Saturday, June 24, 2017

The slow route to New Zealand

I left Boulder way back on June 4, but I'm still not quiiiiiiite to New Zealand. (Almost there! We leave Sydney for Christchurch tomorrow.) Instead of charging straight for our new digs, we've been taking the slow but beautiful route, stopping over in Hawaii and then visiting my in-laws in Australia.

The Hawaii stopover was for two reasons. The first was jetlag mitigation: Hawaii is exactly halfway in effective time difference between Colorado and Australia, and I have learned from years of Australia visits that spending even one night at a halfway time zone is tremendously helpful in dealing with brutal jetlag. Especially if you're traveling with a kid. (Last time we returned straight from Sydney to Boulder, it took my son weeks to stop waking up from 2-4am every night, despite my best efforts to wear him out & reset his sleep schedule. WEEKS.)

The second reason: it's Hawaii! My son is very into volcanoes at the moment, so he was particularly excited for the chance to see Kilauea in action. Therefore we chose to stop for a week on the Big Island and visit Volcanoes National Park, plus enjoy some excellent snorkeling. (One day I plan to visit Kauai--I would love to hike the Na Pali coast--but that can wait until the kiddo is a bit older.)

We've had a lovely time, both in Hawaii and in Sydney. It's a strange sensation, having wonderful experiences even as I check the news and struggle with an avalanche of helplessness and outrage and sadness. ("Don't check the news," some might say, but I feel informed action is so vital these days that I cannot simply turn my back.) The beauty I see in reefs and bushland strikes all the more keenly to my heart, knowing that such ecosystems may not survive much longer. Yet I take heart in seeing my son ask how we can save and protect them.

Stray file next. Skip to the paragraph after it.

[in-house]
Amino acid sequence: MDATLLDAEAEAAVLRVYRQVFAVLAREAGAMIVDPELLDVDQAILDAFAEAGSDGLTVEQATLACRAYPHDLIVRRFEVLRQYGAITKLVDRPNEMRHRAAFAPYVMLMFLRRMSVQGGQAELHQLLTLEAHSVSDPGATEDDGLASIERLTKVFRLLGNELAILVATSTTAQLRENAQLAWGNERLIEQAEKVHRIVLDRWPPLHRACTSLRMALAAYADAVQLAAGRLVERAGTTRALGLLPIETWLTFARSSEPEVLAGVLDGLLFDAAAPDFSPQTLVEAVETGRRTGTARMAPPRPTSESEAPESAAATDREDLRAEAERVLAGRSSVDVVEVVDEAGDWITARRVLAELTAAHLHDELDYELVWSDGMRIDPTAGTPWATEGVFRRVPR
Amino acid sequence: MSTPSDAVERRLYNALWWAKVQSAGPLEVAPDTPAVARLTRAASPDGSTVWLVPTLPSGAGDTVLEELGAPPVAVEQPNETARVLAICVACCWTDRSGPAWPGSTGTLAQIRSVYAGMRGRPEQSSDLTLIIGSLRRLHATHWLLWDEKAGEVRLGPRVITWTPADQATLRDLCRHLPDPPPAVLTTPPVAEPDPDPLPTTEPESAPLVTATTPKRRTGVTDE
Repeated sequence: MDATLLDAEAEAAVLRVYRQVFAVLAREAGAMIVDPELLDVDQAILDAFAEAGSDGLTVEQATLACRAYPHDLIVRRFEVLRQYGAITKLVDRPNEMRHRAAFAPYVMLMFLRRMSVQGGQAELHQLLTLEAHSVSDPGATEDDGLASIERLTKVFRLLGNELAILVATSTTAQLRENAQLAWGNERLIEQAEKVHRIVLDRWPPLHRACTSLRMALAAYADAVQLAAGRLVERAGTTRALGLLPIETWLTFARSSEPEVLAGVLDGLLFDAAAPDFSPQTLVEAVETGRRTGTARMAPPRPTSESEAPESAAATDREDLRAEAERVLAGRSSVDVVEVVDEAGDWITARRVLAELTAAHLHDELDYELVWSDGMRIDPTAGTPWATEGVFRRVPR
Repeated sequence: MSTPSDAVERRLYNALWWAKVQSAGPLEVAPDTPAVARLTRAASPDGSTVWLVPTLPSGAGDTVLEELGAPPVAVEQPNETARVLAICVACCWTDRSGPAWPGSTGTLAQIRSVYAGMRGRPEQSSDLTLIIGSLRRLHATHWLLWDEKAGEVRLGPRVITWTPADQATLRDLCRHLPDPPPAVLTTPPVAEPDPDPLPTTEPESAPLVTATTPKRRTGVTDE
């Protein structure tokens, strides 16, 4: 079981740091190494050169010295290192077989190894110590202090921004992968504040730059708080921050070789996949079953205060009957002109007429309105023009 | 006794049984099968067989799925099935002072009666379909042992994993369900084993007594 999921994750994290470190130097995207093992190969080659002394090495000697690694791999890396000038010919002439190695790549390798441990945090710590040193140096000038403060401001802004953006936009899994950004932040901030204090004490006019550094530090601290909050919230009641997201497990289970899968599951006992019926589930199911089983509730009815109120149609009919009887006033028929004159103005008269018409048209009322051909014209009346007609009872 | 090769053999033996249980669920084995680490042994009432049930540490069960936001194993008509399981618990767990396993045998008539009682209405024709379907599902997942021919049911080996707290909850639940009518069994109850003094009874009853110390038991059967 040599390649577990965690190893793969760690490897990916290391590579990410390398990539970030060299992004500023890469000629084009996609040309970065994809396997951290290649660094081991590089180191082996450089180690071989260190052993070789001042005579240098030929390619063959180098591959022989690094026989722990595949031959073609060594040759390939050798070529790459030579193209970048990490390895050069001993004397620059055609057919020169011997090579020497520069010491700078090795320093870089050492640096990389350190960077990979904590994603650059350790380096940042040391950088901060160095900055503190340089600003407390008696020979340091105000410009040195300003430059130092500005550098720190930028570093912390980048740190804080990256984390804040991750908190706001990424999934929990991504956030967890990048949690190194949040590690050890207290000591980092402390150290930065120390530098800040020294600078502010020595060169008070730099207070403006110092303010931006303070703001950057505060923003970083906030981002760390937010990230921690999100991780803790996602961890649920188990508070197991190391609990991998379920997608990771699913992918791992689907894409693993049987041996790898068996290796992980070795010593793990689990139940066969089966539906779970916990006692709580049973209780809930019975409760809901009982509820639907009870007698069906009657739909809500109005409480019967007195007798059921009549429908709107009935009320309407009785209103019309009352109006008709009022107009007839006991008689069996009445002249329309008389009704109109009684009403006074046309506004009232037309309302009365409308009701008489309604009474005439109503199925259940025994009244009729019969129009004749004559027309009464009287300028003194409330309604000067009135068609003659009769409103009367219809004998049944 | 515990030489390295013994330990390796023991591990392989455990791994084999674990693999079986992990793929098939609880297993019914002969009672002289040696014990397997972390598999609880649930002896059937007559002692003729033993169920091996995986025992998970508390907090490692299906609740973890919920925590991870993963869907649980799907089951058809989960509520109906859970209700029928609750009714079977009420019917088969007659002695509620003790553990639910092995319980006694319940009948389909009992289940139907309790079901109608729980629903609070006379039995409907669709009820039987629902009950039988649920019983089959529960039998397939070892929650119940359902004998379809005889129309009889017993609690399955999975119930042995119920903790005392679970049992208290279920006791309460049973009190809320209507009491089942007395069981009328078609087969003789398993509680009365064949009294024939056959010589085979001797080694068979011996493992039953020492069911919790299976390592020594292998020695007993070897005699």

So on that note, here's some of what we've seen and enjoyed on our journey toward New Zealand:

Sunset from Keauhou, Hawaii
Snorkeling at Kealakekua Bay
Pod of spinner dolphins at Kealakekua Bay
Giant manta ray behind our snorkeling boat--we did the famous night snorkeling with rays trip, and wow, it was worth every penny. When we were in the water, the rays would come within inches of us as they fed on the plankton drawn to the boat's lights. It was amazing to watch these gentle giants swooping in lazy flips and balletic turns at such close range. 
Southeast coast of the Big Island, windswept and wild
Punalu'u black sand beach, home to numerous sea turtles
Sea turtle entering the waves at Punalu'u
Lava in Kilauea's main crater. The pic doesn't do it justice--it was fountaining in constant motion, very cool to watch.

Lava at the Pu'u O'o vent, as seen from the air. We splurged for a helicopter ride. It was cool to get the aerial view, but I'm not entirely convinced the cost was worth it, given that the flight time is so short (about 45 min). Next time I might be more inclined to try the hike/bike ride out to view the lava entering the ocean at night. (Didn't do that this time because it was quite a long distance and I wasn't sure the kiddo would enjoy such a long hike given there's little to see until you reach the viewpoint.)

Aerial view of lava entering the ocean
Waves at Laupahoehoe park, which was one of my favorite spots on the Big Island's eastern side

Another view of Laupahoehoe

Waimea Bay on Oahu--we spent a lovely afternoon here with fellow author Kate Elliott, before flying onward to Sydney

Hanging out with Kate beside a tasty taco truck. (The finger is my son's; he needs a little more practice taking pictures)

Darling Harbor in Sydney

Morning in the Blue Mountains. I love hearing the kookaburras chortle their maniacal laughter. (I'm serious. It's really cool.)
First waterfall of the day while hiking the National Pass/Valley of the Waters loop

Cliff view 

One of the many waterfalls we passed

Another enticing waterfall

Last light on the Ruined Castle rock formation (right at center of photo)

Winter light on the Three Sisters

We got to meet up with photographer & SFF reviewer Paul Weimer, who was on his very first trip to Australia and New Zealand courtesy of the Down Under Fan Fund
And now, onward to new adventures...